Thursday, 2 December 1976
Dáil Eireann Debate
Mr. Tunney, Mr. Barrett, Mr. Daly: and Mr. Wilson asked the Minister for Education whether his attention has been drawn to Press reports (details supplied) regarding the manner in which a teacher who is a GAA All-Star had been penalised by his Department; and if he will make a statement on the matter.
Teachers who are playing members of teams or officials authorised by the Central Council of the Gaelic Athletic Association are permitted to absent themselves from their schools for the purpose of taking part in the annual American tour of hurling and football matches on the following conditions:
(iv) the GAA to refund to the Department the actual amount of salary and allowances paid to the teacher for the period of absence, plus 15 per cent in respect of pension, minus the amount actually paid at the regulation rate to a substitute.
Mr. Bruton: The position in relation to service is this: there was an impression that a whole year would be lost whereas in fact for pension purposes the time lost would only be the precise length of time that the man was absent, not the whole year.
Mr. Tunney: Is the Parliamentary Secretary happy to tell us that in circumstances where a teacher got national and international recognition, he proposes penalising to the extent that he will deduct certain pension rights from him?
Mr. Bruton: These arrangements which are exactly the same as the arrangements which operated in the tenure of office of the previous Government, are being operated on this occasion by the Department of Education. There is no change whatever in policy on this matter and I should like to assure all concerned on that score.
Mr. Bruton: The position in this case appears to be that whereas I indicated that under condition 4, the GAA would refund to the Department the actual amount of salary and allowances paid to the teacher for the period of absence plus 15 per cent in respect of the pension, minus the amount actually paid at the regulation rate to a substitute, in a letter dated 12th August, 1976 the GAA informed the Department that the teachers were notified before leaving on the tour that it would be necessary to make a refund to the Department and that the teachers would be personally responsible for such refund.
Mr. Tunney: Would the Parliamentary Secretary not accept that it is ludicrous that we should be discussing here a situation where a teacher in the Department which is responsible for the development of sport and recreation is being subjected to this treatment by him on the premise that such was the case years ago? Could he not do better?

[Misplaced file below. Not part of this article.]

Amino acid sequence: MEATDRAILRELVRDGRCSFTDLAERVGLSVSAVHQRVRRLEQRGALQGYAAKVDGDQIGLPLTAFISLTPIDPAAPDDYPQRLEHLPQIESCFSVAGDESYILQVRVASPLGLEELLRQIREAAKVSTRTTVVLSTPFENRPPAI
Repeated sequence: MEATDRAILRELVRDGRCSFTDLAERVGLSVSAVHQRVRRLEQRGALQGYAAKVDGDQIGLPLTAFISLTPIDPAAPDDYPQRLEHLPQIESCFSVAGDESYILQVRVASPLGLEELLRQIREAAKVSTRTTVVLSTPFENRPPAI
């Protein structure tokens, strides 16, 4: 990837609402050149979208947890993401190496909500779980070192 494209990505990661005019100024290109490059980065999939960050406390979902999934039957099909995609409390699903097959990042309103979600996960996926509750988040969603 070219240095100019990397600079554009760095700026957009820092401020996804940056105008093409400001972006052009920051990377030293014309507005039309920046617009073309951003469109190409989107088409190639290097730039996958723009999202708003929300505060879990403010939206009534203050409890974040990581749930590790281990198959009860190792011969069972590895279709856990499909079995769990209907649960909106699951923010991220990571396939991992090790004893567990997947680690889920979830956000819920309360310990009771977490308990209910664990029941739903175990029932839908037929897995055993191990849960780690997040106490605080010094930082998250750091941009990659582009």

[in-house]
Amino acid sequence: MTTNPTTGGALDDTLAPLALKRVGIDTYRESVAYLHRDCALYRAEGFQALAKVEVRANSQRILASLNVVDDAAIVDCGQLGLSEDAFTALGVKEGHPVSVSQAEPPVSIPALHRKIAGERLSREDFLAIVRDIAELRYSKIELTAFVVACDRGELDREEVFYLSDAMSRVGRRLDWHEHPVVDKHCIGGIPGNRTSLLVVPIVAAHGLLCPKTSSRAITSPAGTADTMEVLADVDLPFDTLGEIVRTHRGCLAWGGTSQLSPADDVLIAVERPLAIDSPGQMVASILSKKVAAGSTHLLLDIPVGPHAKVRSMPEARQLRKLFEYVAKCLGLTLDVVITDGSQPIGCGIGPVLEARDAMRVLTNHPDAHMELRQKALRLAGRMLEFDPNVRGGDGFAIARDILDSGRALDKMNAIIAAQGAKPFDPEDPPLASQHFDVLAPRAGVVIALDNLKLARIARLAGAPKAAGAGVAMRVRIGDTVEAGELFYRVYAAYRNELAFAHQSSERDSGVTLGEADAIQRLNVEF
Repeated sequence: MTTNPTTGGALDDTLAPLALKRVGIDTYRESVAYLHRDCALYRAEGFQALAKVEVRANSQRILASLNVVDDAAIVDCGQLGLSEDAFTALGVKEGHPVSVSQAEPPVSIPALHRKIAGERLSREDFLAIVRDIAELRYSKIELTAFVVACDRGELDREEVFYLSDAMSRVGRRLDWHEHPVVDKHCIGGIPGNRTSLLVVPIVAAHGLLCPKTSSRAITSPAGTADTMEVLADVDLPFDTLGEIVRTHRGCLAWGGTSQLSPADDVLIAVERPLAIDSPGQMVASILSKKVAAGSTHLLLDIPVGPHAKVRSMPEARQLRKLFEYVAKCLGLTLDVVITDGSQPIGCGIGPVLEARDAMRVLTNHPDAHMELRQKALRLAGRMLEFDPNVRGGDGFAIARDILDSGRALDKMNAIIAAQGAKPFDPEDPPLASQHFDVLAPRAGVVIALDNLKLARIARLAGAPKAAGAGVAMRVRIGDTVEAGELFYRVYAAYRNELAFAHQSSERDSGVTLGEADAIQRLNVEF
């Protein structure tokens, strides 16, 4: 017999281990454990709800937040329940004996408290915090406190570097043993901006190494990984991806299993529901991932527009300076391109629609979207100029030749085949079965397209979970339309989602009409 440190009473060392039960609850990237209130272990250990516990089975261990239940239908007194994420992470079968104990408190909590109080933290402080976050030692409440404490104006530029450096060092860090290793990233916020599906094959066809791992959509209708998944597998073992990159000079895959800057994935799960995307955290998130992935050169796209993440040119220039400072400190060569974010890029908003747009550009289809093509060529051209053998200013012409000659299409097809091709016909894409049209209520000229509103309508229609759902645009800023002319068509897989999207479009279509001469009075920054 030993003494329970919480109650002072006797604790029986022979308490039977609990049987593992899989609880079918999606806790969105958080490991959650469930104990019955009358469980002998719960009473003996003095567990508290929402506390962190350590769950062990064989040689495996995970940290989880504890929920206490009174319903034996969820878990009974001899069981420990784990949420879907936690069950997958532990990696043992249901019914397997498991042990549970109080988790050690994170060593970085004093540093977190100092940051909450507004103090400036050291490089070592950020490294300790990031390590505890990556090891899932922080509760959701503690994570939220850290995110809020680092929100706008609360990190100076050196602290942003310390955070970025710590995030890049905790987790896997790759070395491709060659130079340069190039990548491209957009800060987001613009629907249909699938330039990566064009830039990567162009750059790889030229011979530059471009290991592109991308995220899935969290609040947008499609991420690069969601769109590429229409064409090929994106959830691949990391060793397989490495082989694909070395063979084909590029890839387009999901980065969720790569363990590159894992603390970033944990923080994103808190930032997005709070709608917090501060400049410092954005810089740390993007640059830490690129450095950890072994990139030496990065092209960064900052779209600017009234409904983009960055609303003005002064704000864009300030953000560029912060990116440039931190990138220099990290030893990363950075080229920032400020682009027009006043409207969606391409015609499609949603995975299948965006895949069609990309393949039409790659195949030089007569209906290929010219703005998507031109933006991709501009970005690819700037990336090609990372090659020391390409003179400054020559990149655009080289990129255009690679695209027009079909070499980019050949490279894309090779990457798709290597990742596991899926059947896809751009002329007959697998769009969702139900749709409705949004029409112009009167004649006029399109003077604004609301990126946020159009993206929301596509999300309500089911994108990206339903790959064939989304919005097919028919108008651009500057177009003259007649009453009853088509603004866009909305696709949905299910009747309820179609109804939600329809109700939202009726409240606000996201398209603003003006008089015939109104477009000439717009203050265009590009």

Mr. Bruton: I fear the Deputy was not listening to the reply I gave. The position in the past was—and I understand this was the policy then adopted by the GAA—that they would agree to the conditions operating to the effect that the GAA would refund to the Department the actual amount of salary and allowances paid to the teacher for the period of absence plus 15 per cent. On this occasion the GAA decided they would not do so and that it would be a matter for the teachers themselves to make the refund.
Mr. Barrett: Can the Parliamentary Secretary exercise his own discretion in the matter particularly when he is dealing with a man who is engaged in physical education in a comprehensive school as big as the school in this case?
Mr. Bruton: There is no discretion in cases like this. These are standard arrangements which were agreed with the GAA early in the fifties and they are observed in this case. Whereas in the past, apparently, the GAA were prepared to make the refund as I indicated in my reply, in this case they decided that they would not do so and that it would be the responsibility of the teachers. There is no change on the part of the Department of Education.
Mr. Bruton: As the Deputy probably knows better than I do, the GAA have been sending teams abroad under these arrangements, approved by the Central Council of the GAA, for many years. They may not have been designated “All-Star” but they were representative teams which went  abroad and were approved by the GAA. These arrangements were operated on those occasions by the GAA. They have changed their situation somewhat on this occasion. I repeat: there has been no change of policy in this matter on the part of the Department of Education.
Mr. Wilson: It is very difficult to put this in the form of one question because I am personally involved in this. I should like to know the date of the agreement to which the Parliamentary Secretary referred and I should like to ask if he is aware that players from the Six Counties are paid their full salaries and do not suffer in their pension rights?
Mr. Bruton: The arrangements made in regard to leave of absence for teachers in Northern Ireland are a separate matter for which their Department of Education have responsibility. Presumably they apply——
Mr. O'Kennedy: No, he said it happened before. There is no exact precedent. I had that responsibility for some time and I cannot recall the matter coming before me. In view of the absence of an exact precedent would the Parliamentary Secretary not now deal with it de novo?
Mr. Bruton: To the best of my knowledge the arrangements for the payment of teachers have never been the responsibility of the Parliamentary Secretary to the Minister for Education. This is a question of teacher's pay, not of sports policy.
Mr. G. Collins: I do not want to evade the Chair. I want to make one little point in regard to the superannuation. Is the Parliamentary Secretary sure that it would not involve in certain circumstances the loss of one full year's recognition of pension service?
Mr. Bruton: The break in service of 14 days from 18th May to 1st June means that his increment date is deferred from 3rd September to 17th September. It also constitutes a break of 14 days for pension purposes.
|Last Updated: 14/09/2010 17:01:09||Page of 58|